Friday, 10 January 2014 16:11

Ian Farmer, Former Chief Executive, Lonmin Plc


Ian Farmer, Former Chief Executive Lonmin PLC

Mr Farmer believes that the emerging economies are still on a very strong drive. Speaking to innovaBRICS & beyond, Mr Farmer stated that emerging markets are going to play a stronger role in the global economy.

Q: How do you see the future of the BRICS countries after all the turmoil in the world economy?
I think so called emerging economies are still on a very strong drive and the next couple of decades are going to be extremely interesting from a business perspective. Youthful population where urbanisation, industrialisation and infrastructure developments are going to drive these very strongly. Business world will try and be involved and make contribution and accelerate that process in different cultures in different parts of the world and making them work is a challenge. Social issues related to those challenges should not be underestimated. But nevertheless, it is going to be an exciting world as globalisation continues to pace.

Q: Do you think in ten years time, we will be still talking about BRICS, or will it disappear?
I don't really think that is the right question to ask. I think that the so called emerging markets are going to play a stronger role in the global economy as they trade with each other. But it is more of a developing economy story, rather than the BRICS story. There are many countries outside of the BRICS definition, which are going to be just as interesting as the BRICS countries themselves.

Q: Is South Africa still an investment friendly country?
Absolutely. I think South Africa has a lot to offer. It has got a first class legal system, banking system, stock exchange,accounting system and many other attributes that are commended. It has social challenges, there is no doubt. Democracy in South Africa now is in its late teens. It has got to start to be a little bit more serious. Teething troubles are appearing.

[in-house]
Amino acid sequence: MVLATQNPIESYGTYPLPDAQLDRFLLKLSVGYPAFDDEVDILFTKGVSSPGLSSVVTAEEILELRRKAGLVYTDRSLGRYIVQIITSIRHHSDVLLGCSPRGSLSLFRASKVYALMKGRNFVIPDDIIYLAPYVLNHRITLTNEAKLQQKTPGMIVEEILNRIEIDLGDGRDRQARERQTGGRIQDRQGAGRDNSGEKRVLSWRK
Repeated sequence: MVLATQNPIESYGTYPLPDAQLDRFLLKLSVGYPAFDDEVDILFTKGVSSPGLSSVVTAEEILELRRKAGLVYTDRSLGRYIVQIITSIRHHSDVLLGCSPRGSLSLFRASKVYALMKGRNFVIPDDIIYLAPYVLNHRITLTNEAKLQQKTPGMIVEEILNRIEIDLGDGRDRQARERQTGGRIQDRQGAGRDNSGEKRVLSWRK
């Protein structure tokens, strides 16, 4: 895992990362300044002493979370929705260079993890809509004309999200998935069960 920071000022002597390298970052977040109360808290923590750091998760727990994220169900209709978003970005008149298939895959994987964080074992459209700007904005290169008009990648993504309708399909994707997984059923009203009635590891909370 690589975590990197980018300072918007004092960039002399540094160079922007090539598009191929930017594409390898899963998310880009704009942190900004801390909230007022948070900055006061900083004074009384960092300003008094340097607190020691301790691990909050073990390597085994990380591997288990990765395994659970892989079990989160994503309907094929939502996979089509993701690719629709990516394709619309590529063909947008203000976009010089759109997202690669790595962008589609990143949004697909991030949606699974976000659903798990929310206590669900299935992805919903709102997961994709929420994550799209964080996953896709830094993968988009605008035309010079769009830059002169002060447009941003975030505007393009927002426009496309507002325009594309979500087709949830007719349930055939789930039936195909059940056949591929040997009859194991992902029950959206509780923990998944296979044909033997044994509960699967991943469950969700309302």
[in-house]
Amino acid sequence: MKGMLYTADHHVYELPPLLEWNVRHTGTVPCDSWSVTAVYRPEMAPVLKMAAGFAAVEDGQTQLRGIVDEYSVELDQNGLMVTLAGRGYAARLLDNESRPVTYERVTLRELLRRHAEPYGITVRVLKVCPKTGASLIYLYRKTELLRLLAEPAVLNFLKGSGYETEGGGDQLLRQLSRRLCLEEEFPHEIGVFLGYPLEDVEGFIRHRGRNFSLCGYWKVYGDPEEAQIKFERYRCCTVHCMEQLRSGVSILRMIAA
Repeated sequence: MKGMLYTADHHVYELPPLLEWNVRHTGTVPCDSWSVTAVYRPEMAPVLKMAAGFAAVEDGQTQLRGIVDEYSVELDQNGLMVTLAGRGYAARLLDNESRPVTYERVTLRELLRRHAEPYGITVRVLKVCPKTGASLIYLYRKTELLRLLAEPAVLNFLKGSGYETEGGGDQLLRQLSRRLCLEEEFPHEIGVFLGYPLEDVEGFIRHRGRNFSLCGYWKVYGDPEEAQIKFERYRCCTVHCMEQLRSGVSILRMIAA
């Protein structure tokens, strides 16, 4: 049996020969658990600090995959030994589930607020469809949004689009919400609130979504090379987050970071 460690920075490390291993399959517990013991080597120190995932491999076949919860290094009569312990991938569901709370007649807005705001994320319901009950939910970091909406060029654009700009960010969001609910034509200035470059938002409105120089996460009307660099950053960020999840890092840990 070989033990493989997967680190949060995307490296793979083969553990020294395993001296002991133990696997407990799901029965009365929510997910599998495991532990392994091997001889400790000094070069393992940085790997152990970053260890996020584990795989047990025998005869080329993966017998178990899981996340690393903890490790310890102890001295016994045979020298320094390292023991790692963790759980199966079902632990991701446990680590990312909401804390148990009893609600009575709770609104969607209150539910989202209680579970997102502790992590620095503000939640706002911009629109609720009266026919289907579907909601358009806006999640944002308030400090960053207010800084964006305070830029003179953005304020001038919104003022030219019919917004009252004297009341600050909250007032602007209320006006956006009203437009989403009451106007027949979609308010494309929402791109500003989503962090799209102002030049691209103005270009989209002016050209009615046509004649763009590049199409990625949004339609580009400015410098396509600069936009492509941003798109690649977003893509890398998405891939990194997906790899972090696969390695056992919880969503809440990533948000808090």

My background is mining industry and mining industry is particularly going through some very challenging times. Mining has a huge effect on all aspects of society and therefore it acts as a sharp end of some of those challenges I have referred to. But there is no doubt it'll get through those and as once described by the senior ANC politician, the country is a bit like a cat. You can drop it from any angle but it still seems to land on its feet. I am sure it will get through these immediate trials and tribulations.

Q: Price of platinum has been going down recently. Since you are specialised in this filed, what do you think the prospects are as far as platinum is concerned?
In the short term, it is likely to remain more of the same. I think there is currently a surplus still and demand has not rebounded strongly yet. But now that the developed economies started gaining momentum, demand will gather pace. I think the under investment could start a shortage in supply and then it should start to look a lot stronger in medium term.

Q: So you think the reason for this is to do with the global economic crisis?
What you are seeing is the prices come down, demands come down and the costs of doing business in the countries go up. That squeezes profit margins and cash flow. Therefore the rate of investment in the mines has been slow. So it is very traditional and does happen. As demand starts to pick up, mines won't be able to respond automatically to that new strong demand and then there will be a shortage.